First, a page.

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What NOT to Forget on a Road Trip in Bali

mini-barrie-140Everyone that goes to Bali for a holiday or a longer term stay always enjoy getting out of the frantic mayhem of the tourist strip and into the countryside. Generally, these are only day trips but if you are one of the adventurous then hiring your own vehicle is a good idea. Group day trips organised by the hotel you are staying in are more often than not, controlled. This means you see a set number of places and in each you have little time to appreciate the culture or beauty. It is far better to do these roadtrips at your own pace in a hired vehicle or by hiring a bemo and driver for the day.

As delightful as it is being out there on-the-road, occasionally unfortunate things occur and it is always best to be prepared. Think about it. You could be stung by an insect, get sunburnt badly, twist your ankle or a worse injury, cut yourself on a sharp object or suffer diarrhoea and other ailments. So, the first thing to put in your daypack is a basic first-aid kit. I carry the Red Cross kit which has everything you need for any unfortunate circumstances.

A lot of people scoff at the idea of carrying a kit but to me it makes common sense. Can you imagine cutting yourself on a rock or a piece of metal and dismissing it as merely ‘bad luck’. Heck, you are in the Tropics and even the smallest wound festers that in turn could lead you to visiting the BIMC or other clinic. Another good thing to carry with you is antibacterial hand gel. Good for cleaning your hands after visiting the toilet and even after you have finished a meal.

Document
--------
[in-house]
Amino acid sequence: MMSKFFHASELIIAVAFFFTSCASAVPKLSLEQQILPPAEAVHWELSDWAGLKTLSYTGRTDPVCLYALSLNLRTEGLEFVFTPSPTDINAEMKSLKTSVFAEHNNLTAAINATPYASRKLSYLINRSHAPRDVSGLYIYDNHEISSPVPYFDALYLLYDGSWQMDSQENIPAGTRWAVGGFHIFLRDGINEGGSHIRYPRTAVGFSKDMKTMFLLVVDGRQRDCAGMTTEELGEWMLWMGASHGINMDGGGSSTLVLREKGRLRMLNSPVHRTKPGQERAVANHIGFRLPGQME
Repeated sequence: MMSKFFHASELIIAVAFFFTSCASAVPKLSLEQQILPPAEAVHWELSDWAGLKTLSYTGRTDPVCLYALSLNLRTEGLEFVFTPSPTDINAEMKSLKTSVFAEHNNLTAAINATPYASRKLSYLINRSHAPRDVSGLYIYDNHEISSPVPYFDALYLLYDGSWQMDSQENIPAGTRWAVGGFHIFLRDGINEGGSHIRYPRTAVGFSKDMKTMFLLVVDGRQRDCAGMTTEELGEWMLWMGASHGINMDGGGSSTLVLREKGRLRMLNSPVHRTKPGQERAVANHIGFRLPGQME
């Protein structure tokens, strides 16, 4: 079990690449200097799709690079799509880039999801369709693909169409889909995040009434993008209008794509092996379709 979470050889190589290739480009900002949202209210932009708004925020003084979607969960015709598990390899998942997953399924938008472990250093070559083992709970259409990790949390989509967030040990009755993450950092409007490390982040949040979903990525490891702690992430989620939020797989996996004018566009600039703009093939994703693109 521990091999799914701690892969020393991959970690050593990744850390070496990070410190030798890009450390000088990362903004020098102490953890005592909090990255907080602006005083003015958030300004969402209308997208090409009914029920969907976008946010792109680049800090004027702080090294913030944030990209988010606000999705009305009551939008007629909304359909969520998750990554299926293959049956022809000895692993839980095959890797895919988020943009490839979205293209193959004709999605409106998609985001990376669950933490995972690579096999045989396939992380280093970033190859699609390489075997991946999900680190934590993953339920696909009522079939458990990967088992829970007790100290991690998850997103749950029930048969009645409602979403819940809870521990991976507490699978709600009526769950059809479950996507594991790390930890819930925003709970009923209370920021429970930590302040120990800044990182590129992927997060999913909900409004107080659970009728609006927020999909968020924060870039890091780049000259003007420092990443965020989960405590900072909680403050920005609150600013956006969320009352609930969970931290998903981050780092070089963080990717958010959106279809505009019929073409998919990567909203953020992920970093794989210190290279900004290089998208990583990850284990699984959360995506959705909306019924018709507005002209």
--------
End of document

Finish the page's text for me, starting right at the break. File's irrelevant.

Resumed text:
mini-rotation-of-mini-pura-rambut-siwi-nwbali-159Secondly, and very important is headwear. Being in the Tropics the sun can be very fierce and especially during the middle of the day. Being macho or thinking you don’t need one is sheer idiocy. When the body heats up, then you perspire and the more you perspire, the faster dehydration sets in. That, you don’t need because it leads to a multitude of ailments. Which brings me to the third not-to-forget – water. Sure, you can buy it wherever you go as warungs and shops are everywhere but it is always best to carry a couple of litres per person with you in your vehicle. The first sign of dehydration is feeling thirsty. Anyone that has done a lot of trekking in the tropics will tell you this.

Not that I do this but a friend of mine who has travelled extensively throughout South-east Asia has a unique way of cooling down. She soaks a couple of facecloths in water, folds them and places them into a plastic bag and puts them into the freezer part of the refrigerator in the hotel she is staying in. The following morning of the roadtrip she takes them out and puts them in her daypack. Within a couple of hours she has a very cold facecloth that is a delight in the heat of the day for cooling down the body.

mini-rotation-of-mini-pura-rambut-siwi-nwbali-159Sarungs are a fabulous multi-purpose piece of material. Not only can you place it around the nape of your neck to keep the heat off, you will need one when visiting temples or other places of worship. They are also good for keeping your pants up if something unforseen occurs!

On my roadtrips I carry a multitude of items mainly because I usually travel for days on end. Besides the above, I carry notebooks, Swiss Army knife, spare batteries for the DSLR camera, munchies for when hunger hits in between meals and the list goes on. But one thing I NEVER forget is Jelly Beans! I am a jelly bean addict; they are a great source of glucose.

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